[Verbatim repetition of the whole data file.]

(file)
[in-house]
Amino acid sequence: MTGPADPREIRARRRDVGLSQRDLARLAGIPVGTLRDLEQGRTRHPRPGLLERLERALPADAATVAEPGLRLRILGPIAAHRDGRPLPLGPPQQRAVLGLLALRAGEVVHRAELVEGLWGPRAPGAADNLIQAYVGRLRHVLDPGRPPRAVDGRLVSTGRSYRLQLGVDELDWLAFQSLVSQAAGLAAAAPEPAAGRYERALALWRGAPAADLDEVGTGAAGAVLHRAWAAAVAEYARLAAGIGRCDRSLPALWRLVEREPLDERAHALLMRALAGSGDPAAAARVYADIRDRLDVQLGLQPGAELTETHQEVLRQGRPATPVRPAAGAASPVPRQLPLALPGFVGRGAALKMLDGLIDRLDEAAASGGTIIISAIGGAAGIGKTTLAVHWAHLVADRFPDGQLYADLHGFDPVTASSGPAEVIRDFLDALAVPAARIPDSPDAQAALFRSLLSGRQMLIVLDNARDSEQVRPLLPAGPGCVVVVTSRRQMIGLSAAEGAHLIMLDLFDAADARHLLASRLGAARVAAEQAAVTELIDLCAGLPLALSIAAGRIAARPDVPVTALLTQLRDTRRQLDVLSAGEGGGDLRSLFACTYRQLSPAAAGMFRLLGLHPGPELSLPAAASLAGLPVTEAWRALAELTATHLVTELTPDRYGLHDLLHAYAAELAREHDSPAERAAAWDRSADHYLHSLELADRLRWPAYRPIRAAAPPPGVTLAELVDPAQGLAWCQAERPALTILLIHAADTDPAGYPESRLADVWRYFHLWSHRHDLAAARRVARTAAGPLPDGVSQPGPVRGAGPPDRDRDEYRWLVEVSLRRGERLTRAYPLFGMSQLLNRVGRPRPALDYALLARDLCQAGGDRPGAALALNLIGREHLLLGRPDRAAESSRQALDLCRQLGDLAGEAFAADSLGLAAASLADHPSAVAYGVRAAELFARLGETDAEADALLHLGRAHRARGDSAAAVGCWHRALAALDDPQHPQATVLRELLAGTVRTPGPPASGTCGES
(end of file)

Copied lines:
[in-house]
Amino acid sequence: MTGPADPREIRARRRDVGLSQRDLARLAGIPVGTLRDLEQGRTRHPRPGLLERLERALPADAATVAEPGLRLRILGPIAAHRDGRPLPLGPPQQRAVLGLLALRAGEVVHRAELVEGLWGPRAPGAADNLIQAYVGRLRHVLDPGRPPRAVDGRLVSTGRSYRLQLGVDELDWLAFQSLVSQAAGLAAAAPEPAAGRYERALALWRGAPAADLDEVGTGAAGAVLHRAWAAAVAEYARLAAGIGRCDRSLPALWRLVEREPLDERAHALLMRALAGSGDPAAAARVYADIRDRLDVQLGLQPGAELTETHQEVLRQGRPATPVRPAAGAASPVPRQLPLALPGFVGRGAALKMLDGLIDRLDEAAASGGTIIISAIGGAAGIGKTTLAVHWAHLVADRFPDGQLYADLHGFDPVTASSGPAEVIRDFLDALAVPAARIPDSPDAQAALFRSLLSGRQMLIVLDNARDSEQVRPLLPAGPGCVVVVTSRRQMIGLSAAEGAHLIMLDLFDAADARHLLASRLGAARVAAEQAAVTELIDLCAGLPLALSIAAGRIAARPDVPVTALLTQLRDTRRQLDVLSAGEGGGDLRSLFACTYRQLSPAAAGMFRLLGLHPGPELSLPAAASLAGLPVTEAWRALAELTATHLVTELTPDRYGLHDLLHAYAAELAREHDSPAERAAAWDRSADHYLHSLELADRLRWPAYRPIRAAAPPPGVTLAELVDPAQGLAWCQAERPALTILLIHAADTDPAGYPESRLADVWRYFHLWSHRHDLAAARRVARTAAGPLPDGVSQPGPVRGAGPPDRDRDEYRWLVEVSLRRGERLTRAYPLFGMSQLLNRVGRPRPALDYALLARDLCQAGGDRPGAALALNLIGREHLLLGRPDRAAESSRQALDLCRQLGDLAGEAFAADSLGLAAASLADHPSAVAYGVRAAELFARLGETDAEADALLHLGRAHRARGDSAAAVGCWHRALAALDDPQHPQATVLRELLAGTVRTPGPPASGTCGES